Asia is gradually running out of excess capacity to meet rampant local demand.
According to HSBC, if exports continue to sputter through Q3, policy-makers in the region will adopt a more defensive stance, thus making a need to raise rates further.
Here’s more from HSBC:
Not pretty. One weak payroll number may be shrugged off with an extra dose of faith. But a second one, when things are already on a knife's edge, requires a much more sober assessment. Asia, for all the chatter about decoupling - and, yes, we are cheerleaders, too - can't drive the world on its own.
Exports will struggle. Forget the Japanese supply crunch, this thing strikes much deeper than that. With domestic demand robust in much of the region, monetary tightening will still proceed, even if cautiously. But, on balance, officials may become more protective of exchange rates.
We'll spare you the details of Friday's labor report. The headlines were loud enough. The summer patch is now looking a bit too patchy for our taste. Asia will feel the chill mostly through exports. In fact, we've recently highlighted that export order growth has continued to slow across the region in June.
Shipments from Taiwan, in fact, plunged during the month. Sure, they held up better in Korea, especially if you strip out some bulky items like vessels, but the overall picture isn't terribly reassuring. The fading Japanese supply crunch will add some juice in July, and the country is also importing more and more from the rest of the region as rebuilding kicks in. But, clearly, tumbling demand in the West could kill the expected bounce.
Let's think through some of the implications. If exports continue to sputter through the third quarter, policy-makers in the region will adopt a more defensive stance. Obviously, their task is not to be envied. While headline inflation is rolling over, core price pressures remain elevated, and are in most cases still accelerating.
This, as we have long argued, is not simply a lagged effect of rising food and oil prices earlier this year, but reflects an underlying deterioration in the trade-off between inflation and growth in the region. More simply: Asia is gradually running out of excess capacity to meet rampant local demand. That process continues, even if second quarter growth slowed. From this perspective, there is clearly a need to raise rates further.
On the other hand, exports are important, not just economically, but also politically. So, as shipments slow, and the grumblings become louder, officials will turn more protective. Therefore, from a macro perspective, a weaker payrolls number, and the attendant concerns over demand in the West, should make policy-makers less tolerant of exchange rate appreciation.
At the same time, relatively robust local demand, and frothy asset prices to boot, may require a further adjustment of interest rates, even if gradually, and the imposition of various regulatory restrictions.
Of course, if the world collapses around Asia, interest rate hikes are off the table, since at this point a crash in exports would knock out local demand as well. But, we are not quite at that stage yet. Our colleagues in the Old and New World maintain still positive growth forecasts for the second half of the year, with an ultimately faster pace of expansion, in fact, than during the first six months of 2011.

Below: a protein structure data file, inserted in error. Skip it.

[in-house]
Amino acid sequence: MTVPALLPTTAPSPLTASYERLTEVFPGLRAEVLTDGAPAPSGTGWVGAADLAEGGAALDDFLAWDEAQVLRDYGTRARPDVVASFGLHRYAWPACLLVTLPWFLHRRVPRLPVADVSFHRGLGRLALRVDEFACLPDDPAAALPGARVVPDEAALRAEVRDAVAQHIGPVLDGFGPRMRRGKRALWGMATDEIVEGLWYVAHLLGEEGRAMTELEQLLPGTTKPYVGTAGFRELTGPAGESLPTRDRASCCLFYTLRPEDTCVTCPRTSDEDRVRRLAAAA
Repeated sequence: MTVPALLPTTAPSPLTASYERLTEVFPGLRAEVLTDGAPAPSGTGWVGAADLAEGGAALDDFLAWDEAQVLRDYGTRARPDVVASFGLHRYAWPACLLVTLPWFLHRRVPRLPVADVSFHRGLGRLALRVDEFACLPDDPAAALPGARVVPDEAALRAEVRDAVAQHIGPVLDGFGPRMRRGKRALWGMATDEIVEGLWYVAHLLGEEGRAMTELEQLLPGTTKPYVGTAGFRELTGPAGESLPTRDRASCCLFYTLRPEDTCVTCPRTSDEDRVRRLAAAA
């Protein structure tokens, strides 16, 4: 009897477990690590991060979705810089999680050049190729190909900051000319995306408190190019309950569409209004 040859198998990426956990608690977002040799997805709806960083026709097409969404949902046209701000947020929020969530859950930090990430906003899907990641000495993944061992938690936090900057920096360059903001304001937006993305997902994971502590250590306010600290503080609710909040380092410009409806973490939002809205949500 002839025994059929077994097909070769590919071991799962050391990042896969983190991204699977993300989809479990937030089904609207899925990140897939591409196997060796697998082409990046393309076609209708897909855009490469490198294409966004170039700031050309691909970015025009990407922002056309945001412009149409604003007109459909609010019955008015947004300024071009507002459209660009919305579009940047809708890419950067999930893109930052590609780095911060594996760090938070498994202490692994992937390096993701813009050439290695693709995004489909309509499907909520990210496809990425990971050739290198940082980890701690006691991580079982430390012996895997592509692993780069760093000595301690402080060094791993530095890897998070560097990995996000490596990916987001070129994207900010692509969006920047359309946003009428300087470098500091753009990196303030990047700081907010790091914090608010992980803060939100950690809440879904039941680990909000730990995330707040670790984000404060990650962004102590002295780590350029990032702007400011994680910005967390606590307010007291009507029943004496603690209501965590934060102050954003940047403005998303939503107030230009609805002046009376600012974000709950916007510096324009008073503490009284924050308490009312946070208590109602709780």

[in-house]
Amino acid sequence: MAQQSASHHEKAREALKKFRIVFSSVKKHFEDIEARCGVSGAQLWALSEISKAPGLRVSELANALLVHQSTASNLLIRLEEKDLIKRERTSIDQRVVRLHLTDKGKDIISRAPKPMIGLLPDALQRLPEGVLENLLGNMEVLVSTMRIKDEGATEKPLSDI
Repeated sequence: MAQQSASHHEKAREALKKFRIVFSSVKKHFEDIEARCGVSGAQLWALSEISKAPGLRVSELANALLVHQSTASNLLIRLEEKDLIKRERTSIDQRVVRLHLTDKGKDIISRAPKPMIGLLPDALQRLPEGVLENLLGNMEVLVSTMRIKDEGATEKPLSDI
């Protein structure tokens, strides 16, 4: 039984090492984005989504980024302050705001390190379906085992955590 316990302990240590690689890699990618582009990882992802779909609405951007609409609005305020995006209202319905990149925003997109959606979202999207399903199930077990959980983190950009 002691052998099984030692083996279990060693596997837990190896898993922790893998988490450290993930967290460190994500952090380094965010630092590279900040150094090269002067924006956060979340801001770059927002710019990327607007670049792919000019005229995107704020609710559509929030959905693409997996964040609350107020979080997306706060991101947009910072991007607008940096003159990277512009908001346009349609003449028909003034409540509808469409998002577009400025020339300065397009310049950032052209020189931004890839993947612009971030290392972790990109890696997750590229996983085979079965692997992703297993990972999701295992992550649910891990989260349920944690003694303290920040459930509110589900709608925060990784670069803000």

Rather, our argument is more nuanced: the weak payrolls number, for now, implies stagnating external demand that will persist beyond the end of Japanese supply chain disruptions. This, at the margin, should make officials more cautious about using exchange rate appreciation as a tool for monetary tightening.
In fact, in recent weeks we were struck by how many investors claimed to detect a shift in preference among central bankers away from interest rate hikes towards the use of exchange rate appreciation to temper local price pressures.
Take Korea. Here, inflation remains uncomfortably sticky. We are therefore expecting another two interest rate hikes this year. The view that the Bank of Korea may use exchange rate appreciation instead, and forego rate tweaks altogether, appears misplaced.
This is all the more so given that the pass-through from exchange rate movements to local inflation is generally fairly small. In addition, weaker demand in the West implies lower commodity prices - just take a look at what oil prices did on Friday - which further reduces the usefulness of exchange rate appreciation in the battle against inflation.
There are exceptions, of course. Not all economies in Asia boast a large export sector that calls for, quite literally, prudent exchange rate management. In Indonesia, for example, there is evidence that the central bank may have turned more tolerant of appreciation, possibly substituting exchange rate movements for interest rate changes. But, even here, the argument only carries so far.
Fundamentally, price pressures in Indonesia, as elsewhere in Asia, are driven by local demand, with exchange rate swings having relatively little impact on inflation readings, especially at the core level where now the problem lies. Therefore, our chief Indonesia economist, Wellian Wiranto, is still expecting Bank Indonesia to raise rates this year.
In fact, we expect interest rate hikes over the second half of this year in every single regional economy, with the exception of Japan and China. The former, obviously, ticks to another rhythm. The latter will use reserve ratio requirement hikes instead.
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